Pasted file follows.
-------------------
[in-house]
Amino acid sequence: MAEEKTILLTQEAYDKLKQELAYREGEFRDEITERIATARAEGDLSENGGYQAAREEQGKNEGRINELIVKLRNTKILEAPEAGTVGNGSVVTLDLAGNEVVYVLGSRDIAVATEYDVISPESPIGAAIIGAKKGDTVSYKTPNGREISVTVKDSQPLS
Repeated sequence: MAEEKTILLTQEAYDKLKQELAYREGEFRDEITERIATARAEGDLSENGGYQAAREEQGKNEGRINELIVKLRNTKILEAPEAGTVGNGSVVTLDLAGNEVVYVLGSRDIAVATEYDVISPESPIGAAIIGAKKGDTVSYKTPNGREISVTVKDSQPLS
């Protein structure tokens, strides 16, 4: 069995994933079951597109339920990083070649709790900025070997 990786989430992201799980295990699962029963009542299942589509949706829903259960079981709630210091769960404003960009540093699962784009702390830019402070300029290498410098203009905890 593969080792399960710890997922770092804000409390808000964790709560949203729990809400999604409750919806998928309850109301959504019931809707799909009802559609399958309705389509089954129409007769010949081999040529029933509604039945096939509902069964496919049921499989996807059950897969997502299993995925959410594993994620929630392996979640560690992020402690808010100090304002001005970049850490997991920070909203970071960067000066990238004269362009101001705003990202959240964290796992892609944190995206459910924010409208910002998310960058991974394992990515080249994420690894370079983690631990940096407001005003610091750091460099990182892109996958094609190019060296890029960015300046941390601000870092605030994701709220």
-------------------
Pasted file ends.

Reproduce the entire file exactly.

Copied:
[in-house]
Amino acid sequence: MAEEKTILLTQEAYDKLKQELAYREGEFRDEITERIATARAEGDLSENGGYQAAREEQGKNEGRINELIVKLRNTKILEAPEAGTVGNGSVVTLDLAGNEVVYVLGSRDIAVATEYDVISPESPIGAAIIGAKKGDTVSYKTPNGREISVTVKDSQPLS
Repeated sequence: MAEEKTILLTQEAYDKLKQELAYREGEFRDEITERIATARAEGDLSENGGYQAAREEQGKNEGRINELIVKLRNTKILEAPEAGTVGNGSVVTLDLAGNEVVYVLGSRDIAVATEYDVISPESPIGAAIIGAKKGDTVSYKTPNGREISVTVKDSQPLS
């Protein structure tokens, strides 16, 4: 069995994933079951597109339920990083070649709790900025070997 990786989430992201799980295990699962029963009542299942589509949706829903259960079981709630210091769960404003960009540093699962784009702390830019402070300029290498410098203009905890 593969080792399960710890997922770092804000409390808000964790709560949203729990809400999604409750919806998928309850109301959504019931809707799909009802559609399958309705389509089954129409007769010949081999040529029933509604039945096939509902069964496919049921499989996807059950897969997502299993995925959410594993994620929630392996979640560690992020402690808010100090304002001005970049850490997991920070909203970071960067000066990238004269362009101001705003990202959240964290796992892609944190995206459910924010409208910002998310960058991974394992990515080249994420690894370079983690631990940096407001005003610091750091460099990182892109996958094609190019060296890029960015300046941390601000870092605030994701709220």